The Swell Season
- B- Community Grade
- Director: Nick August-Perna, Chris Dapkins, Carlo Mirabella-Davis
- Cast: Documentary
- Rated: Not Rated
- Running time: 88 minutes
The black-and-white documentary The Swell Season often feels years out of date. Shot over a multi-year period after Glen Hansard and Markéta Irglová—the central duo in the titular band—starred in the 2006 indie hit Once and won the Best Original Song Oscar for “Falling Slowly” from Once’s soundtrack, The Swell Season leaps around in time and intent, documenting their subsequent tour and touching on their individual, joint, and family histories without following any palpable timeline or organizing principle. And while it does stretch just far enough forward in time to capture the dissolution of their personal relationship, it largely feels like old news. It’s too focused on capturing a bygone moment and portraying it as the present, while the band and the couple have inevitably moved on, to a new album, a high-profile suicide at one of their concerts, a band hiatus, and well beyond.
While the documentary holds few significant revelations for fans of Once and The Swell Season’s music, it’s still an admirably up-close portrait of Hansard and Irglová. Literally, in many cases—the film’s three directors often frame their subjects in extreme close-up, simultaneously heightening the intimacy, drawing on Once’s sense of close communion, and getting across the sense of two musicians caught under a microscope after a career-changing success. Where Hansard largely seems comfortable with all the post-Oscar attention, Irglová squirms under the weight of the adulation, and they argue about it, albeit with a stiff self-awareness; while they both seem perfectly comfortable with confessional conversations directly to the camera, they’re more inhibited when expressing emotions to each other as the documentarians watch. And while several key conversations are positioned as turning points for their relationship, they feel more like awkward, coded exchanges, the kind of arguments couples have when they’re trying not to make their friends too uncomfortable.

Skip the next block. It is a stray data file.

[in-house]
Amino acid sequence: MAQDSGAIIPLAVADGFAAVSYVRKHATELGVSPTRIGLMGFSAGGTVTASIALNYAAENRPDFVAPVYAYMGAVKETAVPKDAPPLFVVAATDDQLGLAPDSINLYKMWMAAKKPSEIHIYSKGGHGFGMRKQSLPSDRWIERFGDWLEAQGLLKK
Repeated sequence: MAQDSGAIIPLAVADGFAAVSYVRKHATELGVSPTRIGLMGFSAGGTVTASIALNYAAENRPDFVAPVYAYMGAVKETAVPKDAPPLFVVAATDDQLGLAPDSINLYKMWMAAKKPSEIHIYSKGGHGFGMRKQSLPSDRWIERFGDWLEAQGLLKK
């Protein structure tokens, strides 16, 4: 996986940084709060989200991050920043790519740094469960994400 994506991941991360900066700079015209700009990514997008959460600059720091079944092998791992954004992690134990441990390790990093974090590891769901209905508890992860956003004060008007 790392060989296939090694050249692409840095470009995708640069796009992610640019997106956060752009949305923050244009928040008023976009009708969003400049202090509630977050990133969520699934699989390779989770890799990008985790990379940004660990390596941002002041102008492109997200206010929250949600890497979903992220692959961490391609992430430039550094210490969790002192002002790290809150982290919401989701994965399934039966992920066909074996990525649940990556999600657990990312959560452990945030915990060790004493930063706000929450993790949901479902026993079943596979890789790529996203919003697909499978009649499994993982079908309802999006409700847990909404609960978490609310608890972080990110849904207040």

While both subjects do talk about their state of mind—seemingly unguardedly, with the naked vulnerability that made Once so touching—the most telling insights still come from other people. Hansard’s mother boasts about her son until he’s moved to admit that he doesn’t fully see the point of fame. Band manager Howard Greynolds discusses how the attempt to live up to past successes has discomfited Hansard, who’s seen the bar for success suddenly rise so high that he’s facing the possibility of failure for the first time. But while those looks behind the curtain are telling, The Swell Season gets its richest sense of intimacy simply from watching Irglová and Hansard perform. As is so often the case when they play live, he brings a sense of agonized, cathartic energy to his performance, while she brings an aching smallness and stillness. In both cases, they seem to be baring their souls, but in a way best appreciated in concert, not on camera, years after the fact.